Radiant Heat – Then and Now

Riscaldamento Radiante
Radiant Heat – Then and Now


So many of the things we use everyday have been influenced by the Romans – our calendar, domed buildings, highways, milestones, bridges, aqueducts, concrete, bronze valves, water pumps and more.  The Romans were excellent engineers, developing a large number of instruments and tools for engineering, construction and measurement.  But, when it comes to heating technology, we, in our industry, are most influenced by the architecture of the Roman baths – more specifically, their heating system.

After TJ’s visit to Frankfurt, Germany for the 2011 ISH trade fair, our company decided to take a side trip to Rome to see, first hand, remnants of an ancient radiant heating system. During our visit to the Baths of Caracalla, we were amazed by the massive size of the Baths.  Unfortunately, we were disappointed to find that the heating system was still underground and had not yet been excavated.  We did, however, find remains of a heating system at the House of the Vestal Virgins in Rome.

Baths of Caracalla – View of the location of the Calderium with the Trepidarium and Frigidarium beyond. The ancient Hypocaust system (heating system) and the lead pipes of the water system, remain unexcavated below.

The heating system for the Roman baths was a Hypocaust system, which is a form of central heating.  Hypocaust literally means “heat from below”.  The wood furnace was fueled continually to keep the heat constant.  The perfect draft conditions were created via strategically placed chimneys.  Columns were built in the floor the same distance apart to allow the heat generated by the fire to move from along the floor evenly, and to allow enough room for a slave to fit in between for cleaning.  Additionally, box-shaped hollow columns were built into the walls to allow the heat to rise.  Then, column holes at the top of the walls allowed the heat to travel across.  Finally, there were vents in the ceiling to allow the heat to escape.The wood furnace heated three walls of the calderium, which included a hot pool, and one wall of the trepidarium, which included a warm pool.  The water became less cold as it travelled away from the calderium, to the trepidarium and finally, to the frigidarium.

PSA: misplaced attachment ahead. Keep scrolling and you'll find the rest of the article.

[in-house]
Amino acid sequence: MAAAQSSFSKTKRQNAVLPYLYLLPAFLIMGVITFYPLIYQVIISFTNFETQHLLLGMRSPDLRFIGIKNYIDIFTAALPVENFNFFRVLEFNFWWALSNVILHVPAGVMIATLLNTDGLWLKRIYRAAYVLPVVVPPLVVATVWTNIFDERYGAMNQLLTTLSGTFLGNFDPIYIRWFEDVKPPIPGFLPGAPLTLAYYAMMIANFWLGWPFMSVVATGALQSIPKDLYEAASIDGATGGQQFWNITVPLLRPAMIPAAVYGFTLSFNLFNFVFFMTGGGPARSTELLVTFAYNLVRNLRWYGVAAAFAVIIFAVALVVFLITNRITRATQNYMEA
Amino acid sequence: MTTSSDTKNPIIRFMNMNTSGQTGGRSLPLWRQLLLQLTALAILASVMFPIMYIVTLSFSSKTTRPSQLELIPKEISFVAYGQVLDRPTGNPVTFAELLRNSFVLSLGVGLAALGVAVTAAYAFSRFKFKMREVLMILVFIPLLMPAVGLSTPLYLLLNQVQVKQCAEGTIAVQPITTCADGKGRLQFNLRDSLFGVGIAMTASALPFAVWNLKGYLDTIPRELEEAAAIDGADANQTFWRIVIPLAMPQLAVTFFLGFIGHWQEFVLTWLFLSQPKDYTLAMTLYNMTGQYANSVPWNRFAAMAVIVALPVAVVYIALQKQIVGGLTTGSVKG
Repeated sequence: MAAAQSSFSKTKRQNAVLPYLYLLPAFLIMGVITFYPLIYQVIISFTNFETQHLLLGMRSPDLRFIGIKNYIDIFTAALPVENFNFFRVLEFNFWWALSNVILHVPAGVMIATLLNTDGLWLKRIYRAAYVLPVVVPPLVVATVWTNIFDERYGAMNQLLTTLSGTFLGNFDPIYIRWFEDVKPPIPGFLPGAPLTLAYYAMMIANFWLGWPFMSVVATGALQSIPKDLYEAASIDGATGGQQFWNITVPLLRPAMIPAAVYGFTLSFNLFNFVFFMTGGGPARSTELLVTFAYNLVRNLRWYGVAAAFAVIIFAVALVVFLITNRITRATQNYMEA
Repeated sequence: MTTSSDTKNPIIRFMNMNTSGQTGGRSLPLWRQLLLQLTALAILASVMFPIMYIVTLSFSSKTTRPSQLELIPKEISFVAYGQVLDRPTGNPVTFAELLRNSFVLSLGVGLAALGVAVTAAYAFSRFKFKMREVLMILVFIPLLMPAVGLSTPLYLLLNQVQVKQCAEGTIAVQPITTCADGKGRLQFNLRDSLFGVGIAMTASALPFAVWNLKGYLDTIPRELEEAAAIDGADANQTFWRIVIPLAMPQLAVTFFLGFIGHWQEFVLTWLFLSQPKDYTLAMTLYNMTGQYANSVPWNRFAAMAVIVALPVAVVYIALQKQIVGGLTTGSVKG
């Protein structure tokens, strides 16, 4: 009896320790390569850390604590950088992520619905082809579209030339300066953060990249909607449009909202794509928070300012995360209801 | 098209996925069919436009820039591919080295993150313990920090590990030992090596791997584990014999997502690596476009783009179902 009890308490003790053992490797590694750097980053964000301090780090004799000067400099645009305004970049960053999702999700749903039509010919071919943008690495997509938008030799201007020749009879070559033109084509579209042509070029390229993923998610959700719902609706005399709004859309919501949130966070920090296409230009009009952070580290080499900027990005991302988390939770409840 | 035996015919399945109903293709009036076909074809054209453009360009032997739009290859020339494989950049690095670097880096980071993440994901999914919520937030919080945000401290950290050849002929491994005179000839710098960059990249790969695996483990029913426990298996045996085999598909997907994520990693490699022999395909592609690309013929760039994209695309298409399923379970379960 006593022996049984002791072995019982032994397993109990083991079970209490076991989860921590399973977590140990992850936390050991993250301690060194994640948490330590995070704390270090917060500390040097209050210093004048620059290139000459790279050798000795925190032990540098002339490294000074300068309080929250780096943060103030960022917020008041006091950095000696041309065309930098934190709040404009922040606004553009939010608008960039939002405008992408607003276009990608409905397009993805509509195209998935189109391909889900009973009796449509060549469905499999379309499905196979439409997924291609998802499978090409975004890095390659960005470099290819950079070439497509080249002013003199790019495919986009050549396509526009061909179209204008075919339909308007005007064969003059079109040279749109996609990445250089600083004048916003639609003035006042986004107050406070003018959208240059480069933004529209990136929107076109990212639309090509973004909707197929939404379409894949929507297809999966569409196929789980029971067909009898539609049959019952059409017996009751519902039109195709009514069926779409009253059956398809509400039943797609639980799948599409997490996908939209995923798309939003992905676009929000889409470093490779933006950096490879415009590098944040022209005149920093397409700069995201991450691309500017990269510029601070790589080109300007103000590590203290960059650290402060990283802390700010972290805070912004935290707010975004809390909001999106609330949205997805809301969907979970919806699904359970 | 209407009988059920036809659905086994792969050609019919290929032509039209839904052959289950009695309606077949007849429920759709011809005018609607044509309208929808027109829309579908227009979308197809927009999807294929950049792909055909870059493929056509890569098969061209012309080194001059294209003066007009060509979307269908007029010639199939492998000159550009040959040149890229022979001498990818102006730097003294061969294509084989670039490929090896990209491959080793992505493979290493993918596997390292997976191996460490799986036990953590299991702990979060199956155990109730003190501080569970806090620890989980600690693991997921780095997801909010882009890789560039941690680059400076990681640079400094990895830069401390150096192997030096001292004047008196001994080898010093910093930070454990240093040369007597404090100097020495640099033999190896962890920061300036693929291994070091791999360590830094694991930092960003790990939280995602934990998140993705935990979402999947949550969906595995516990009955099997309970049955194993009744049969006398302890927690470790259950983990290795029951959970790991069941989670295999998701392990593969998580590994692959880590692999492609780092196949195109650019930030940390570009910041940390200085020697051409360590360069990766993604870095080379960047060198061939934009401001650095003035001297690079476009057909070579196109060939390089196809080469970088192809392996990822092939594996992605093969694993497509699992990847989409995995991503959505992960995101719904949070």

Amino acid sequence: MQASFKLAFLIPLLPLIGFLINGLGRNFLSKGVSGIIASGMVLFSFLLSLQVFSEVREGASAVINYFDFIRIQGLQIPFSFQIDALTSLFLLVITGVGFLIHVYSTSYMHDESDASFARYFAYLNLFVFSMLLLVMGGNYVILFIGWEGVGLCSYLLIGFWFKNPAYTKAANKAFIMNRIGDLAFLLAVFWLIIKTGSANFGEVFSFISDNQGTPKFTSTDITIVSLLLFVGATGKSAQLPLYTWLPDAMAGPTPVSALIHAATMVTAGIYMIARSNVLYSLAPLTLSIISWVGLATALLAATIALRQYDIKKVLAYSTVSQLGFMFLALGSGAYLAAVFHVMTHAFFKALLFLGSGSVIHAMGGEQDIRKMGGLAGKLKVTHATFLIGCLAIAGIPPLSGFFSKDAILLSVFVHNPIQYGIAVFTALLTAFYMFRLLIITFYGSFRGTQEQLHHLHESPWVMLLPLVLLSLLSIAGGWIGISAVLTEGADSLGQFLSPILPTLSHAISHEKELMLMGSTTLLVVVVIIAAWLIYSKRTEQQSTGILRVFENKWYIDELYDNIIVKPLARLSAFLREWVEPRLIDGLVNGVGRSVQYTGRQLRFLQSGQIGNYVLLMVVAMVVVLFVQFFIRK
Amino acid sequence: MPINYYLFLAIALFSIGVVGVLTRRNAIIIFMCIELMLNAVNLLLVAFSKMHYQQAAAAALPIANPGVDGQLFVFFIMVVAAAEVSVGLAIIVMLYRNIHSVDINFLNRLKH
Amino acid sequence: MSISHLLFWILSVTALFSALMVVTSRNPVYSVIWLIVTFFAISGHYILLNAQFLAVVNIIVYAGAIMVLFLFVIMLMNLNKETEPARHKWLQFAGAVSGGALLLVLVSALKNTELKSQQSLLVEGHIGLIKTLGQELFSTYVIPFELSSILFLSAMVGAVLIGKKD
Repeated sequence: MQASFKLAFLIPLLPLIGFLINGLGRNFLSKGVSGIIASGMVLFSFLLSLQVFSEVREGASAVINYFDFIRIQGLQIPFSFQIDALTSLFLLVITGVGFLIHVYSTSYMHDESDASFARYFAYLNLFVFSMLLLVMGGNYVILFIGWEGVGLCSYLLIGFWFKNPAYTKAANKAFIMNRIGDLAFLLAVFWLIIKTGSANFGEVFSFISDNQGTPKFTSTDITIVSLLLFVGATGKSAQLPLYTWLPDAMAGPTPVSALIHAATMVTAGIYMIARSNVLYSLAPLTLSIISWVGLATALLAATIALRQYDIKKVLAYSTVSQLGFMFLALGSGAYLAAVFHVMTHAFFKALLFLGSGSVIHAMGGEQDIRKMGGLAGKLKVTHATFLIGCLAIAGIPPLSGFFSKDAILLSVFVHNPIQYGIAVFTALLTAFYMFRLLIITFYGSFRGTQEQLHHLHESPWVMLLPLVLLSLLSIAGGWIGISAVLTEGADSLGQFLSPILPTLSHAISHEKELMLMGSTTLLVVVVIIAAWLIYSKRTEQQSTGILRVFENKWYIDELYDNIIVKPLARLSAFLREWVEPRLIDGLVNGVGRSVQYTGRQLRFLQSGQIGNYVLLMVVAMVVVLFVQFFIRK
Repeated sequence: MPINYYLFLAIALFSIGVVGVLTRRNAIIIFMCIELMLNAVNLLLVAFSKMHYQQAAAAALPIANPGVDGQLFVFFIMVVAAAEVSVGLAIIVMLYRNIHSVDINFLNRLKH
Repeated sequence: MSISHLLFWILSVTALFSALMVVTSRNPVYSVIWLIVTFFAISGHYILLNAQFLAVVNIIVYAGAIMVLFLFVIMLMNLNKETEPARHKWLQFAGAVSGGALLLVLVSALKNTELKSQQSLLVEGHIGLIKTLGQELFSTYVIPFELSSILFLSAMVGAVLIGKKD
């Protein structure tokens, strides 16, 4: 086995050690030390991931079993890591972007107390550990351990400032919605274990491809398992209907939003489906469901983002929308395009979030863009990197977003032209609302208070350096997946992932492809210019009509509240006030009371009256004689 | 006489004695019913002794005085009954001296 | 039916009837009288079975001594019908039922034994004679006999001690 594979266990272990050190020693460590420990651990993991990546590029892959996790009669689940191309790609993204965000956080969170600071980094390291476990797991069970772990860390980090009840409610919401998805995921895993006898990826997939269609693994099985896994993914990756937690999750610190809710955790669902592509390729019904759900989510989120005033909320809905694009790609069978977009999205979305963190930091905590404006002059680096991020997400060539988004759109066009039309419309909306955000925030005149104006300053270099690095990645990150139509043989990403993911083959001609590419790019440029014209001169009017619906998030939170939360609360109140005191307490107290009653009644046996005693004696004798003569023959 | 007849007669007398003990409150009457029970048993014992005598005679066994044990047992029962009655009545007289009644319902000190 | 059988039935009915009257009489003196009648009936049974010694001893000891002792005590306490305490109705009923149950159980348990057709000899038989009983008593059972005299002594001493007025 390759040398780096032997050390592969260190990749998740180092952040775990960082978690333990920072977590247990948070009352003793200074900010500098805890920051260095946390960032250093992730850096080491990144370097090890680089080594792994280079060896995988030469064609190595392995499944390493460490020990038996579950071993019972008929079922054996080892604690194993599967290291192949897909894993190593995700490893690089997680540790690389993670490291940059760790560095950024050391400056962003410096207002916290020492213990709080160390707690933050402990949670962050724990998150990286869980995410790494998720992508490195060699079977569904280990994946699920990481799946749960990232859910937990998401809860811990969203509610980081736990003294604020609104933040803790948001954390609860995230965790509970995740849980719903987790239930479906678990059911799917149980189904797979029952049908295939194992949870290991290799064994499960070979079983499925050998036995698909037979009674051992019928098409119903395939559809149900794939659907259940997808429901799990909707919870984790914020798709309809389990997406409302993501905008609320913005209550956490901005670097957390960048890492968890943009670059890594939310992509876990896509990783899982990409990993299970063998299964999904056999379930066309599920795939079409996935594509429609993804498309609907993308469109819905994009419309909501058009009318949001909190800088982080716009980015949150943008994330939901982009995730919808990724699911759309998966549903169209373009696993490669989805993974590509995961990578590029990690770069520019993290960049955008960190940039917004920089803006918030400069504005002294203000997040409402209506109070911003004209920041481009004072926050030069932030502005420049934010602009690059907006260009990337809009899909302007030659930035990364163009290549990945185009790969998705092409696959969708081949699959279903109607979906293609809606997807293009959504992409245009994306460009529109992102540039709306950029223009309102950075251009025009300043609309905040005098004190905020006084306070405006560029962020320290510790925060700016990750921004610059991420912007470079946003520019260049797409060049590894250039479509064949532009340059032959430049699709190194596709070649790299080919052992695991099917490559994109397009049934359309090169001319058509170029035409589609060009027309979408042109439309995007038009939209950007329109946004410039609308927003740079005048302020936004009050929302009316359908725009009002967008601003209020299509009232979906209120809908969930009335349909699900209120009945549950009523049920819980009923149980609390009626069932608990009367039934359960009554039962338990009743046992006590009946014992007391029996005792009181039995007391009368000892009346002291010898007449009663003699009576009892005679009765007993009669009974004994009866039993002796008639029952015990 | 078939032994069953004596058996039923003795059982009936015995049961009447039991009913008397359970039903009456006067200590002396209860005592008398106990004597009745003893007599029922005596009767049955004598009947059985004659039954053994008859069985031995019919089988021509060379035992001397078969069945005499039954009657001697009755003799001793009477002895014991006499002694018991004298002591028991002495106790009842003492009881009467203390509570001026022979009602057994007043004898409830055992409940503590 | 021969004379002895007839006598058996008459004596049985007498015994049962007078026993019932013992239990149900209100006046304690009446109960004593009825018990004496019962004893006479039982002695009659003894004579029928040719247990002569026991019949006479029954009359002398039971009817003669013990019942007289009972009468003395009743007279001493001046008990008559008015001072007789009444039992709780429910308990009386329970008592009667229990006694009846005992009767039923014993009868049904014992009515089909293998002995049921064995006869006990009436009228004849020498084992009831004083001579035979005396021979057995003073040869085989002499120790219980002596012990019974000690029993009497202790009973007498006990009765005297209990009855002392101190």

Remains of floor columns that allowed heat to travel along the floor, and eventually up the walls, at the House of the Vestal Virgins in Rome.

Further evidence of ancient Roman engineering genius was the domed ceilings, that were built with few windows to minimize condensation, natural solar heating and the use of aquaducts to fill and drain the pools.  The domed ceiling allowed the condensation to dribble along the side and back into the pool located in the frigidarium.  The windows of the hottest room, the calderium, faced toward the sun, to allow for natural solar heating.  The water for the pools in the Roman Baths was brought in via the aquaduct system.  In fact, the Romans also had a system to drain the pools, so that the water was refreshed when necessary.

Although we do not use aquaducts today for our water source and our radiant heat technology has developed into a modern system, we use many of the same principles in our designs to attain comfortable, efficient heating.  Our course, we also enjoy some differences.  Today, we use water in our radiant systems, where the Romans used heat generated from their wood furnaces.  Also, our radiant floors have a lower temperature which creates the ultimate comfort.  We enjoy “toasty” feet and can enjoy the feel of the warm floors barefoot.  The Romans would have had to wear sandals to walk on the hottest floors because they had no way to regulate the temperature of the floor in the calderium.

TJ’s uses weather responsive controls for our radiant system designs to allow complete control over the water temperature entering the floors, so there is no need to wear sandals.  The floor temperatures are actually always lower than your body temperature – the perfect temperature for the ultimate comfort!


Article written by Lisa Cutler
Office Manager for TJ’s Plumbing and Heating, Inc.

Radiant Heat – Then and Now

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